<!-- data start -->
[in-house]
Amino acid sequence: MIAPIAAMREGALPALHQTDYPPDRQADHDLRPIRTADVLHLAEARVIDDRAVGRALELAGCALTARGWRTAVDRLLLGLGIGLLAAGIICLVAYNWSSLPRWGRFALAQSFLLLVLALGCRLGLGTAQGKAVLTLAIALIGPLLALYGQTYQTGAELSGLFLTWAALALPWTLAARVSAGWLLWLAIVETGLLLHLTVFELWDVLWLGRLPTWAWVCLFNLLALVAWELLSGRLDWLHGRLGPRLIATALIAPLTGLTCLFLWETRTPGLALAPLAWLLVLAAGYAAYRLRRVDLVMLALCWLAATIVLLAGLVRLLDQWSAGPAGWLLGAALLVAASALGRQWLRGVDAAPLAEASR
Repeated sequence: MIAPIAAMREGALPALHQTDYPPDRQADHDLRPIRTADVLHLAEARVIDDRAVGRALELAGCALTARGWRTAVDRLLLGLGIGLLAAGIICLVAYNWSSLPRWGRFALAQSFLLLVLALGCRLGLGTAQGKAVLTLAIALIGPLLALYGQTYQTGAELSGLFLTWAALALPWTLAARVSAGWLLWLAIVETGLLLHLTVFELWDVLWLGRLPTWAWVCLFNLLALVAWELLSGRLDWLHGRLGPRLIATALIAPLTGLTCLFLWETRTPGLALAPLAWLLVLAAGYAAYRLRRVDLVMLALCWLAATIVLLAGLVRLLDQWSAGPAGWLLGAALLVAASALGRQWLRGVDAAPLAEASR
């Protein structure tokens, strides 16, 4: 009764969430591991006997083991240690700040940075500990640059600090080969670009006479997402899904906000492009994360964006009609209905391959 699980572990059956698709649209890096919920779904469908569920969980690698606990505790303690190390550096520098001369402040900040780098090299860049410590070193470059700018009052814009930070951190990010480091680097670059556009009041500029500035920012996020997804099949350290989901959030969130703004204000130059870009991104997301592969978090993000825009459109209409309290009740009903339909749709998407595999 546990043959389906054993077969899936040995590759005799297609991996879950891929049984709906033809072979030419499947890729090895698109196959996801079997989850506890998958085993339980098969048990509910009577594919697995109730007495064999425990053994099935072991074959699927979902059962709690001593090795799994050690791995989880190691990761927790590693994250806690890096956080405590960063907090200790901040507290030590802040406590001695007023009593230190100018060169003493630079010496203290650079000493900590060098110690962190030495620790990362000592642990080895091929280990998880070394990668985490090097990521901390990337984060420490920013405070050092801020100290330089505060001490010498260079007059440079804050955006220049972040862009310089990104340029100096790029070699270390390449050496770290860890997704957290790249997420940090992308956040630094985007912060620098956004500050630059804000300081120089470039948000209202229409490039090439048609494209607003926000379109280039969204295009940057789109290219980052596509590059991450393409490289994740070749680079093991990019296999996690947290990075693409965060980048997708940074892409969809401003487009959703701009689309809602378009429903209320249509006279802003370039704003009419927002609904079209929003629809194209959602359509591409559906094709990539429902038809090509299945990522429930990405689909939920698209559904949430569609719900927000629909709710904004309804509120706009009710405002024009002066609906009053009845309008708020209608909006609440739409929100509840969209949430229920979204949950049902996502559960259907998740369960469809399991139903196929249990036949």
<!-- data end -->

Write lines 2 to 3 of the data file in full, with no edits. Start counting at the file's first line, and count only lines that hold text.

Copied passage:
Amino acid sequence: MIAPIAAMREGALPALHQTDYPPDRQADHDLRPIRTADVLHLAEARVIDDRAVGRALELAGCALTARGWRTAVDRLLLGLGIGLLAAGIICLVAYNWSSLPRWGRFALAQSFLLLVLALGCRLGLGTAQGKAVLTLAIALIGPLLALYGQTYQTGAELSGLFLTWAALALPWTLAARVSAGWLLWLAIVETGLLLHLTVFELWDVLWLGRLPTWAWVCLFNLLALVAWELLSGRLDWLHGRLGPRLIATALIAPLTGLTCLFLWETRTPGLALAPLAWLLVLAAGYAAYRLRRVDLVMLALCWLAATIVLLAGLVRLLDQWSAGPAGWLLGAALLVAASALGRQWLRGVDAAPLAEASR
Repeated sequence: MIAPIAAMREGALPALHQTDYPPDRQADHDLRPIRTADVLHLAEARVIDDRAVGRALELAGCALTARGWRTAVDRLLLGLGIGLLAAGIICLVAYNWSSLPRWGRFALAQSFLLLVLALGCRLGLGTAQGKAVLTLAIALIGPLLALYGQTYQTGAELSGLFLTWAALALPWTLAARVSAGWLLWLAIVETGLLLHLTVFELWDVLWLGRLPTWAWVCLFNLLALVAWELLSGRLDWLHGRLGPRLIATALIAPLTGLTCLFLWETRTPGLALAPLAWLLVLAAGYAAYRLRRVDLVMLALCWLAATIVLLAGLVRLLDQWSAGPAGWLLGAALLVAASALGRQWLRGVDAAPLAEASR